Mad About Mendel

The elegant designs at this high-end boutique are modern, fresh, and a magnet for compliments

Gilles Mendel after the spring 2008 show

Last year, Céline Dion wore a custom-made champagne hand-pleated silk-mousseline gown by the French designer J. Mendel to the Academy Awards. Kate Hudson and Demi Moore are also fans of the house, now headed by the fifth-generation family member Gilles Mendel. But we wondered who in Chicago is buying red carpet–ready gowns from J. Mendel’s intimate women’s salon at 919 North Michigan Avenue. And what it’s like to shop at one of Chicago’s high-end havens for the rich, very rich, and even richer.

“This is quite a sophisticated market for me,” Gilles Mendel says of Chicago.

To check out the shop’s appeal, we visited the 1,300-square-foot boutique, a destination well stocked with furs ranging from a $10,500 classic shirred mink jacket to a $220,000 full-length sable coat, flowing gowns priced from $6,000 to $28,000, and distinctive ready-to-wear separates. Here’s what we found:

(1) It’s like Cheers, but the customers are better dressed. J. Mendel is refreshingly attitude free. The doorman, Nick Guadalupe, who has been with the Chicago boutique almost since it opened in August 2006, greets most clients by name.

“We’re not standing here like soldiers; we’re hanging out,” says Nicky Stratigakes, the director of the Chicago salon, adding that it is not uncommon for some clients to enjoy a glass of wine on the weekends.

(2) The boutique’s staff members know who your friends are. Savvy associates ensure that customers avoid a socialite’s worst nightmare: the duplicate-dress disaster. They take note of who purchases what and for which event, and warn clients accordingly. After all, who wants to pay $5,000 for a cocktail dress and run into another woman in the same design?

(3) You need not be present to do major damage. One of Stratigakes’s best Chicago clients shops in the store only twice a year at trunk shows. Stratigakes messengers items to the shopper’s home about every two months.

“She loves to come home and open a package from J. Mendel,” the salon director says, noting that this jet-set client travels often and typically spends $30,000 to $40,000 a year at the store.

(4) There are three kinds of clients (about 75 percent are repeat customers). Those who know what they want and get it. A transaction worth thousands can take only a few minutes.

Those who know what they want, think about it, and get it. The clients’ spouses might or might not be involved in the decision making.

Those who know what they want, think about it, and eventually get it. “It could be months before we close a coat deal, or it could be a year,” Stratigakes says. “It’s like they’re buying a house.”

(5) J. Mendel’s custom designs are an advantage. A client didn’t find exactly what she wanted to wear to her daughter’s wedding, so the boutique is making her a $7,000 sleeveless lavender hand-pleated silk-mousseline column gown with a matching stole.

(6) No Oscar ceremony needed. The Chicago client Cindy Chereskin recently wore an eight-year-old J. Mendel black-and-white wool-bouclé suit to a holiday party and then donned a 1920s-inspired black silk J. Mendel skirt and blouse to attend an event at Tiffany & Company.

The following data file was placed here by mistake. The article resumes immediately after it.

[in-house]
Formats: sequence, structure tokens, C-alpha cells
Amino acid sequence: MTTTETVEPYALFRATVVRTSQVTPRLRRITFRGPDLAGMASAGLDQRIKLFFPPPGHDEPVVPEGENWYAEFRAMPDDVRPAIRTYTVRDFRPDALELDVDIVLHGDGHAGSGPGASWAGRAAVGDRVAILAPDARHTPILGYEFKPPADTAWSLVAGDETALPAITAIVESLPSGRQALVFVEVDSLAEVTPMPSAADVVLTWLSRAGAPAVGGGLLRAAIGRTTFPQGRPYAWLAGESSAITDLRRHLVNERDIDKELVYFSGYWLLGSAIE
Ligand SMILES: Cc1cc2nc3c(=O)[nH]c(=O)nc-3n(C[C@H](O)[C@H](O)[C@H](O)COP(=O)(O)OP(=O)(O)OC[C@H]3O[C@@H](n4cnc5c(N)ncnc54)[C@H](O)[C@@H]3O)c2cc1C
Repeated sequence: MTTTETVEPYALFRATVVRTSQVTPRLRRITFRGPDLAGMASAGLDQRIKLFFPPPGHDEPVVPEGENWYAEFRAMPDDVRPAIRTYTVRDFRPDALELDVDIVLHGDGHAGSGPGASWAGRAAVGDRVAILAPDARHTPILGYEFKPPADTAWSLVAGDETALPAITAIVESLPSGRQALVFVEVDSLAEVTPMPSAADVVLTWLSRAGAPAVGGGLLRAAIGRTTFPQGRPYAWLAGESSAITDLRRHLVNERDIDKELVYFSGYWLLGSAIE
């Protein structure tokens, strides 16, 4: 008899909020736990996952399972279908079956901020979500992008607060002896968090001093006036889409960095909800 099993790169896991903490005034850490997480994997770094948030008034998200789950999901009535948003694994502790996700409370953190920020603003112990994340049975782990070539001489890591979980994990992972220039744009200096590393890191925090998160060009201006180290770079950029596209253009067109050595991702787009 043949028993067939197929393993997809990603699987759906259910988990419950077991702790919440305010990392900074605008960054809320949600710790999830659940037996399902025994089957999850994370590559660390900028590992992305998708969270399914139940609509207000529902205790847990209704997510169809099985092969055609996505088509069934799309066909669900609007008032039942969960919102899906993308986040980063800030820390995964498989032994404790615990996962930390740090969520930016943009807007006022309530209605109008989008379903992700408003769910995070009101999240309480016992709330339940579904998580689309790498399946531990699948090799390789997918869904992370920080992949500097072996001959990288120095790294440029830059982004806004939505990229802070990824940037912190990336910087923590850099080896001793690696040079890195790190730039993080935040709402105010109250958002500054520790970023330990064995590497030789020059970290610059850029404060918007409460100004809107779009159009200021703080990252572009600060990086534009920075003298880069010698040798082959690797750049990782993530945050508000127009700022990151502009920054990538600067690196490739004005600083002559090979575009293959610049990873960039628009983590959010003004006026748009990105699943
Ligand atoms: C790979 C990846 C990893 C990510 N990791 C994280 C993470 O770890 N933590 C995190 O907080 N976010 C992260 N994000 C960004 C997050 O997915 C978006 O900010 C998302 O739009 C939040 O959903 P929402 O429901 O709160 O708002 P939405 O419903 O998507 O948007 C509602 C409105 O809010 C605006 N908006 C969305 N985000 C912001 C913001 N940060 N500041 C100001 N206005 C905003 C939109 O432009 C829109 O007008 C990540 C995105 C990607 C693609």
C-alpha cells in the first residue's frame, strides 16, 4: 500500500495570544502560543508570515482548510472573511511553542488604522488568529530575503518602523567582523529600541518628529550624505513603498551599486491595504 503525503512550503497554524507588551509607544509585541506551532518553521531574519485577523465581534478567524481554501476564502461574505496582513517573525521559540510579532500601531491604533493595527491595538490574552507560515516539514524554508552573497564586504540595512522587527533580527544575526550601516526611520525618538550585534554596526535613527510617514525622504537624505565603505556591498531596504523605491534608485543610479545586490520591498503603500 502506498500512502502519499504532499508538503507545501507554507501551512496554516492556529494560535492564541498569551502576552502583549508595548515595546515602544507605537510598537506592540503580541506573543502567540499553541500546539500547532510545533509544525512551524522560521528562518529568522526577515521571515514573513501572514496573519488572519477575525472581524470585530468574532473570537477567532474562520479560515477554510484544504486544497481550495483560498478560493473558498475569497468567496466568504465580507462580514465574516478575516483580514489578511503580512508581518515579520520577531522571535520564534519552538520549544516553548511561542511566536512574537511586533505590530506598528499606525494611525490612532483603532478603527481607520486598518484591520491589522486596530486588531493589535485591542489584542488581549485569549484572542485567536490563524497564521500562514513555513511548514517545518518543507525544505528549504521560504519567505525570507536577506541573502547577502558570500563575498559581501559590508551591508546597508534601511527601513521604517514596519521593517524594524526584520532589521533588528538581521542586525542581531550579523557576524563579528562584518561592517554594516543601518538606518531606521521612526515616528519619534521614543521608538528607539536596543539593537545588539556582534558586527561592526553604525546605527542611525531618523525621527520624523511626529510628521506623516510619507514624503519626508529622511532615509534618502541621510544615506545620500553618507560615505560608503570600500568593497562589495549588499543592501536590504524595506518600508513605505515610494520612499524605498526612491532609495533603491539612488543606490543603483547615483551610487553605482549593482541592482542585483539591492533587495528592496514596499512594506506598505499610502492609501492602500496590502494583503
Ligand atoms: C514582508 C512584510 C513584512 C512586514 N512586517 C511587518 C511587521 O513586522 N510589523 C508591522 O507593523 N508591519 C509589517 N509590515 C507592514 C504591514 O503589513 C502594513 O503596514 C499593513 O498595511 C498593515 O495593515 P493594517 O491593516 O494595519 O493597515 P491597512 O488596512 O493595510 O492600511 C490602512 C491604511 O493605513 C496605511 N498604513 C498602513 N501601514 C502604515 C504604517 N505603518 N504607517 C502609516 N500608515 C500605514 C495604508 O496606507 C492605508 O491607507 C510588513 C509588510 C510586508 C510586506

“Whenever there is a special occasion, they’re my go-to pieces,” Chereskin says, whether it’s her son’s bar mitzvah or a benefit for the Chicago Botanic Garden. In addition to suits, she owns fur coats, jackets, wraps, and evening dresses by the designer, including a champagne chiffon tuck-pleated Greek goddesslike gown.

Mendel with the actress Diane Kruger (bottom left); the serene interior of the Chicago boutique on North Michigan Avenue (top); Designs from the spring 2008 collection (bottom right)

“I just feel phenomenal in the clothes,” says Chereskin, a mother of two boys who is a member of the costume council at the Chicago History Museum, “and I receive tons of compliments.”

Many of those come from her husband, Benjamin Chereskin, who works at a private equity investment firm. “He loves everything,” she says. “And it gives me a good reason to keep working out.”

Client Linda Levine also has an advocate in her husband, Laurence Levine, a urologist at Rush University Medical Center, who often walks their dog past the Gold Coast store and tells her what looks good in the boutique’s window. “My husband really likes the clothes,” she says. “He does not like spending the money, but he likes the clothes.”

Her favorite J. Mendel design is an Audrey Hepburnish white mink capelet that she wore to an event at the Chicago History Museum. “I was stopped every second in that piece,” says Linda, who, like Cynthia, is on the costume council of the museum. Another favorite is a black sheath dress with mink detailing at the shoulders. “Everyone wants to pet me,” she jokes.

“It’s almost like couture,” Linda says of the clothes. “But they’re no more expensive than a suit from Ermenegildo Zegna for men and less expensive than Chanel.”

“I’ve always been drawn to the aesthetic,” Cynthia says. “It’s elegant clothing that’s modern and fresh. It’s more stylish than it is high fashion.”

As Gilles Mendel says, “In Chicago, my celebrities are all the socially involved ladies.”

 

photography:  (store Photos) Megan Lovejoy; (all others) courtesy of J. Mendel

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